It is possible that the star collapsed into a black hole without first triggering a supernova – a rare event, even in the context of dying stars.
The errant star is, or was, located in the Kinman Dwarf galaxy in the constellation of Aquarius, some 75 million light-years from Earth. At such vast distances, it isn't possible to clearly see individual stars. However truly massive stars – such as the one at the center of the new study – shine so brightly that they leave evidence of their presence in the form of a light signature, that tells astronomers that they're there.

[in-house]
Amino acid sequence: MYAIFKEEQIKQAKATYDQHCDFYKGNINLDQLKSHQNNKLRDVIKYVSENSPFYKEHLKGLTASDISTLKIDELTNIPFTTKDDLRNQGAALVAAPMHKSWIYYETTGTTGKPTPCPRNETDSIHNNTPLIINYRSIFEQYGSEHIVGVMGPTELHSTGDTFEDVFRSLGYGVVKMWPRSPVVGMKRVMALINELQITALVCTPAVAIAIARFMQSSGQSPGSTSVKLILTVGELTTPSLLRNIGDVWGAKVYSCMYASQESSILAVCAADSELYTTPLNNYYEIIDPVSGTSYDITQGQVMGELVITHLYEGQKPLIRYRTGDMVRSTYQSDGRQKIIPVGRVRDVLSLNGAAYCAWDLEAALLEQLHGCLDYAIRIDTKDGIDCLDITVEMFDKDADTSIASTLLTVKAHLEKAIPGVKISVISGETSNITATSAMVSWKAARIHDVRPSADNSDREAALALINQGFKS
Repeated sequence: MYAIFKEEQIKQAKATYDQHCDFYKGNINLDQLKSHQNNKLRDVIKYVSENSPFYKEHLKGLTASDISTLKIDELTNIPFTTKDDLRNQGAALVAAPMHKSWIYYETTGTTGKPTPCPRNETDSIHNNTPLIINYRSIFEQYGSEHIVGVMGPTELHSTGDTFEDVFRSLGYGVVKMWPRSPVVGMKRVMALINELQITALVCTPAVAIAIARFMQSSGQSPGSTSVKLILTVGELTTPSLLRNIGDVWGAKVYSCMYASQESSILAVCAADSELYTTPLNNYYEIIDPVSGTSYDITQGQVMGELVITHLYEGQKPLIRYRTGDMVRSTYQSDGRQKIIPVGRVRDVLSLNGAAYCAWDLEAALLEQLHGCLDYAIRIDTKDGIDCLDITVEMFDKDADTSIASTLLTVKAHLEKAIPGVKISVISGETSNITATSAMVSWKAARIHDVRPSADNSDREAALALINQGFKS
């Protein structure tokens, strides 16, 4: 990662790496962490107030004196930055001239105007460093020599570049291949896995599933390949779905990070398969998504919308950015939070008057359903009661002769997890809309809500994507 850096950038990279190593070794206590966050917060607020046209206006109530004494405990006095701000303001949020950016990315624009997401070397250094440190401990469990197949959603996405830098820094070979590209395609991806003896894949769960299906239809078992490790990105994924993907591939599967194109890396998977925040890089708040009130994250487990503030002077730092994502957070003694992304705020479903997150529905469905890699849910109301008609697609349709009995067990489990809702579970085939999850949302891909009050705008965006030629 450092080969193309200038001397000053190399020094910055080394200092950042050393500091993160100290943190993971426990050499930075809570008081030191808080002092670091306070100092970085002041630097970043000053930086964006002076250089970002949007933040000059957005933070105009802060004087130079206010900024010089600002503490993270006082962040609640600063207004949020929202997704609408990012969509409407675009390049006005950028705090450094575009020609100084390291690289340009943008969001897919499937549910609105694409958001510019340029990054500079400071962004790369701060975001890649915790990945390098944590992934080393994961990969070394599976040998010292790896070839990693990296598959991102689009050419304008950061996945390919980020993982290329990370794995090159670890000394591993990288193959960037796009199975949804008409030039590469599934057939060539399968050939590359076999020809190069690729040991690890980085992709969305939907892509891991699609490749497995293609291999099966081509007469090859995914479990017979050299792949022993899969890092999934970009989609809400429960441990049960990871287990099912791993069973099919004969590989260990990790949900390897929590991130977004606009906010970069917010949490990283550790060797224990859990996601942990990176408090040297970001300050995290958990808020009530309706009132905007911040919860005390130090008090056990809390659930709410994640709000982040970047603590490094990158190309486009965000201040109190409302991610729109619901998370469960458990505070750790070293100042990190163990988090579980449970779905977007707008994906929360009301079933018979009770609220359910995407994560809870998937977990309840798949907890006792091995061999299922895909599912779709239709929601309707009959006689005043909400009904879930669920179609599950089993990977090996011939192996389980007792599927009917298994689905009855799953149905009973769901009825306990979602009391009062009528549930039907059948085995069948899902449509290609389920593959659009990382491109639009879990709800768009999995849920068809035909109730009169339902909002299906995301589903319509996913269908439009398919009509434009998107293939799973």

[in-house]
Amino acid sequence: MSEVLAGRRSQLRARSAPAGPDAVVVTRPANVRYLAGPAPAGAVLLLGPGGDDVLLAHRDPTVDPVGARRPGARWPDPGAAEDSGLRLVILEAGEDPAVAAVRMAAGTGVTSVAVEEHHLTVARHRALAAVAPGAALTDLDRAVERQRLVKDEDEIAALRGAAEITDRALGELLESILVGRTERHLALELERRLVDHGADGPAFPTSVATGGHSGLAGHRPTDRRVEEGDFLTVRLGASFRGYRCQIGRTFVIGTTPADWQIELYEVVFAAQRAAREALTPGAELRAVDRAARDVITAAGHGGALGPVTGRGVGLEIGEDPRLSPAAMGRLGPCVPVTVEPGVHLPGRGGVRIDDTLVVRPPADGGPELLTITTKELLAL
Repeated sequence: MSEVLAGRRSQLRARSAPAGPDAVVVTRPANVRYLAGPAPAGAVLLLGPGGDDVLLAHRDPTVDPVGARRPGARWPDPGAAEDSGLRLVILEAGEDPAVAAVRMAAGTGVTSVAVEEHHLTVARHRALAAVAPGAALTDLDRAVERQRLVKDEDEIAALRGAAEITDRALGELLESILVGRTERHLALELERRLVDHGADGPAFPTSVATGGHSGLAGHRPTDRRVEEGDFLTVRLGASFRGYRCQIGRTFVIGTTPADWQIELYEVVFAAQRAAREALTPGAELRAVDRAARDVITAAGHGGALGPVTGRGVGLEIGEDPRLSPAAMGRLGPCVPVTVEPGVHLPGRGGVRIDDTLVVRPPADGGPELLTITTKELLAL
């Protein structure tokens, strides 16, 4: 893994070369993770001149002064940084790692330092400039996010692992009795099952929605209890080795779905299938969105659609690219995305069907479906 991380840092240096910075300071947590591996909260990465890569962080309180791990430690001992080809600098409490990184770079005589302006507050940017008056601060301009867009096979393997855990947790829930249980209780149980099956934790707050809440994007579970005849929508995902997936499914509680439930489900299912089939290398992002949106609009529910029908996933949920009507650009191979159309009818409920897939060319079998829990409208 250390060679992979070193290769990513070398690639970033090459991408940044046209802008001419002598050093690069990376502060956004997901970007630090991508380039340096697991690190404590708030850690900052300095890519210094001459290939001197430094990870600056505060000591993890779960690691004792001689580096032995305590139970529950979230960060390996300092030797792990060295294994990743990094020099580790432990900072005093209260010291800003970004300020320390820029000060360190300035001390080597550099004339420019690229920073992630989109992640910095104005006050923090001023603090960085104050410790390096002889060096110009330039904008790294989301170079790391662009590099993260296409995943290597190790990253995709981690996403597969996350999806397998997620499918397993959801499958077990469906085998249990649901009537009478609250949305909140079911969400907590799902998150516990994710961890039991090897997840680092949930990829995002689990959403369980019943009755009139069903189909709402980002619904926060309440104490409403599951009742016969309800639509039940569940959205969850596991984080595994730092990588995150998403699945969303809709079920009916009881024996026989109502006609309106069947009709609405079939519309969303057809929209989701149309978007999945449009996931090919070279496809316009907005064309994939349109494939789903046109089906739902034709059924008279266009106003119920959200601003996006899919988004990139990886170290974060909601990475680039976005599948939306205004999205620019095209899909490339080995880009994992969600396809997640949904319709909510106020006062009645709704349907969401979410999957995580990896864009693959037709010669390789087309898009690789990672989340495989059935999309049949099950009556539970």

In the future, astronomers will be able to make more detailed studies of individual stellar bodies hiding in distant dwarf galaxies like Kinman using the ESO's upcoming Extremely Large Telescope, which is slated for completion in the year 2025.
Luminous blue variable stars are enormous by the standards of our Sun, and shine incredibly brightly. However, magnificent as they are, they are also unstable, and prone to dramatic outbursts during which they lose mass at a highly accelerated rate.
From 2001-2011 the star was observed by astronomers looking to heighten our understanding of the life cycles of monster stars and their eventual fates. In 2019, a team of international scientists sought to continue this work by turning the powerful gaze of the ESO's Very Large Telescope (VLT) on the variable star. To their surprise, the light signature of the star had disappeared.